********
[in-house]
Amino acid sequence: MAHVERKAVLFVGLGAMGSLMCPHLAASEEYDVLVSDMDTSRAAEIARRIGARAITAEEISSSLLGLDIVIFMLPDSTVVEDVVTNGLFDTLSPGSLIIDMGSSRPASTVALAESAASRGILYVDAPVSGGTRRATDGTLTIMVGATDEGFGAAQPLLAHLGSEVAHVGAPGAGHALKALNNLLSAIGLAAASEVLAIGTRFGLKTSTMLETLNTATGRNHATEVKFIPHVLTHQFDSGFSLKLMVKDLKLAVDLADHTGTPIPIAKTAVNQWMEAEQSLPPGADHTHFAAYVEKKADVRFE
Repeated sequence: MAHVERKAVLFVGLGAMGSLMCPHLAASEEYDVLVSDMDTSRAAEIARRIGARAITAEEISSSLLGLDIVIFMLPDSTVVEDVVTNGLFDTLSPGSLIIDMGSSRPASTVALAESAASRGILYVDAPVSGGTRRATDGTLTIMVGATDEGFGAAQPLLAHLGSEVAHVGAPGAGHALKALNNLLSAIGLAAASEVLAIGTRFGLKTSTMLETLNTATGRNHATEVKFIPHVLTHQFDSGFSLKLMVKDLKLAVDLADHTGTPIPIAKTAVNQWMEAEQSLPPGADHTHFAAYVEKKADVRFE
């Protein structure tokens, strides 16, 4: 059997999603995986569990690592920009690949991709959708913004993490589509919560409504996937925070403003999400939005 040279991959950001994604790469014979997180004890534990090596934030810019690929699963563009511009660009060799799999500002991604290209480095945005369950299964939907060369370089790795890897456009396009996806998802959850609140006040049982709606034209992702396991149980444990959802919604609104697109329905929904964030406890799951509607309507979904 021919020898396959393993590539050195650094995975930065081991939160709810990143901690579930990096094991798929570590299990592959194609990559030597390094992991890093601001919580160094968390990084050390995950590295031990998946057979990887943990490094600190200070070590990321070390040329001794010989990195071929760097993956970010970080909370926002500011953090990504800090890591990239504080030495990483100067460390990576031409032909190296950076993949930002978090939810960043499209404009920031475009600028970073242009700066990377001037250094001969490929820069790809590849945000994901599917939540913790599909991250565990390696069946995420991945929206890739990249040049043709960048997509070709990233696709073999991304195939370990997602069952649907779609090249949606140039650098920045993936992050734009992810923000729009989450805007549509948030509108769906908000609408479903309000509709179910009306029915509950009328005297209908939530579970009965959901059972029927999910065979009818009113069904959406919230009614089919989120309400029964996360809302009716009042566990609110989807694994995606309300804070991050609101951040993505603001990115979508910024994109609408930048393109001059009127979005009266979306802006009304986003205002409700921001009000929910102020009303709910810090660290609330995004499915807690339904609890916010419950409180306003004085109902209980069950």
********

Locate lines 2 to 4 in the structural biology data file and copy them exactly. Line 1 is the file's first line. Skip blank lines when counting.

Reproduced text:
Amino acid sequence: MAHVERKAVLFVGLGAMGSLMCPHLAASEEYDVLVSDMDTSRAAEIARRIGARAITAEEISSSLLGLDIVIFMLPDSTVVEDVVTNGLFDTLSPGSLIIDMGSSRPASTVALAESAASRGILYVDAPVSGGTRRATDGTLTIMVGATDEGFGAAQPLLAHLGSEVAHVGAPGAGHALKALNNLLSAIGLAAASEVLAIGTRFGLKTSTMLETLNTATGRNHATEVKFIPHVLTHQFDSGFSLKLMVKDLKLAVDLADHTGTPIPIAKTAVNQWMEAEQSLPPGADHTHFAAYVEKKADVRFE
Repeated sequence: MAHVERKAVLFVGLGAMGSLMCPHLAASEEYDVLVSDMDTSRAAEIARRIGARAITAEEISSSLLGLDIVIFMLPDSTVVEDVVTNGLFDTLSPGSLIIDMGSSRPASTVALAESAASRGILYVDAPVSGGTRRATDGTLTIMVGATDEGFGAAQPLLAHLGSEVAHVGAPGAGHALKALNNLLSAIGLAAASEVLAIGTRFGLKTSTMLETLNTATGRNHATEVKFIPHVLTHQFDSGFSLKLMVKDLKLAVDLADHTGTPIPIAKTAVNQWMEAEQSLPPGADHTHFAAYVEKKADVRFE
């Protein structure tokens, strides 16, 4: 059997999603995986569990690592920009690949991709959708913004993490589509919560409504996937925070403003999400939005 040279991959950001994604790469014979997180004890534990090596934030810019690929699963563009511009660009060799799999500002991604290209480095945005369950299964939907060369370089790795890897456009396009996806998802959850609140006040049982709606034209992702396991149980444990959802919604609104697109329905929904964030406890799951509607309507979904 021919020898396959393993590539050195650094995975930065081991939160709810990143901690579930990096094991798929570590299990592959194609990559030597390094992991890093601001919580160094968390990084050390995950590295031990998946057979990887943990490094600190200070070590990321070390040329001794010989990195071929760097993956970010970080909370926002500011953090990504800090890591990239504080030495990483100067460390990576031409032909190296950076993949930002978090939810960043499209404009920031475009600028970073242009700066990377001037250094001969490929820069790809590849945000994901599917939540913790599909991250565990390696069946995420991945929206890739990249040049043709960048997509070709990233696709073999991304195939370990997602069952649907779609090249949606140039650098920045993936992050734009992810923000729009989450805007549509948030509108769906908000609408479903309000509709179910009306029915509950009328005297209908939530579970009965959901059972029927999910065979009818009113069904959406919230009614089919989120309400029964996360809302009716009042566990609110989807694994995606309300804070991050609101951040993505603001990115979508910024994109609408930048393109001059009127979005009266979306802006009304986003205002409700921001009000929910102020009303709910810090660290609330995004499915807690339904609890916010419950409180306003004085109902209980069950």